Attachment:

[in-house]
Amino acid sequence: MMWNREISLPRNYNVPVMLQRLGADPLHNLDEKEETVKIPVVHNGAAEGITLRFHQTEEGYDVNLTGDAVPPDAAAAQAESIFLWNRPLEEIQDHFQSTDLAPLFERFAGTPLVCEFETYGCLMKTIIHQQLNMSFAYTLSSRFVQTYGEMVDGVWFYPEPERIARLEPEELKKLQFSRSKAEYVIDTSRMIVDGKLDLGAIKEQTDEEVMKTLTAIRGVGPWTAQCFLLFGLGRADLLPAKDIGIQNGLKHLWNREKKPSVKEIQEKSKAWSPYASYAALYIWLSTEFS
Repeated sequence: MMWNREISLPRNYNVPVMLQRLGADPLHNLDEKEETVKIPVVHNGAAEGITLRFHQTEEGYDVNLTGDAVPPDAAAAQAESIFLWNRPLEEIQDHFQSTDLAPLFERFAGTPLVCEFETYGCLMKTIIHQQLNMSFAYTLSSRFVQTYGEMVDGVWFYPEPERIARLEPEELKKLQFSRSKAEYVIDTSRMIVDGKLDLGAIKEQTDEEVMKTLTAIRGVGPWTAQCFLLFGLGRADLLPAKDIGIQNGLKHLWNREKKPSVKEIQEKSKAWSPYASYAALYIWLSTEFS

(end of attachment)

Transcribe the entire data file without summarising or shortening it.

[in-house]
Amino acid sequence: MMWNREISLPRNYNVPVMLQRLGADPLHNLDEKEETVKIPVVHNGAAEGITLRFHQTEEGYDVNLTGDAVPPDAAAAQAESIFLWNRPLEEIQDHFQSTDLAPLFERFAGTPLVCEFETYGCLMKTIIHQQLNMSFAYTLSSRFVQTYGEMVDGVWFYPEPERIARLEPEELKKLQFSRSKAEYVIDTSRMIVDGKLDLGAIKEQTDEEVMKTLTAIRGVGPWTAQCFLLFGLGRADLLPAKDIGIQNGLKHLWNREKKPSVKEIQEKSKAWSPYASYAALYIWLSTEFS
Repeated sequence: MMWNREISLPRNYNVPVMLQRLGADPLHNLDEKEETVKIPVVHNGAAEGITLRFHQTEEGYDVNLTGDAVPPDAAAAQAESIFLWNRPLEEIQDHFQSTDLAPLFERFAGTPLVCEFETYGCLMKTIIHQQLNMSFAYTLSSRFVQTYGEMVDGVWFYPEPERIARLEPEELKKLQFSRSKAEYVIDTSRMIVDGKLDLGAIKEQTDEEVMKTLTAIRGVGPWTAQCFLLFGLGRADLLPAKDIGIQNGLKHLWNREKKPSVKEIQEKSKAWSPYASYAALYIWLSTEFS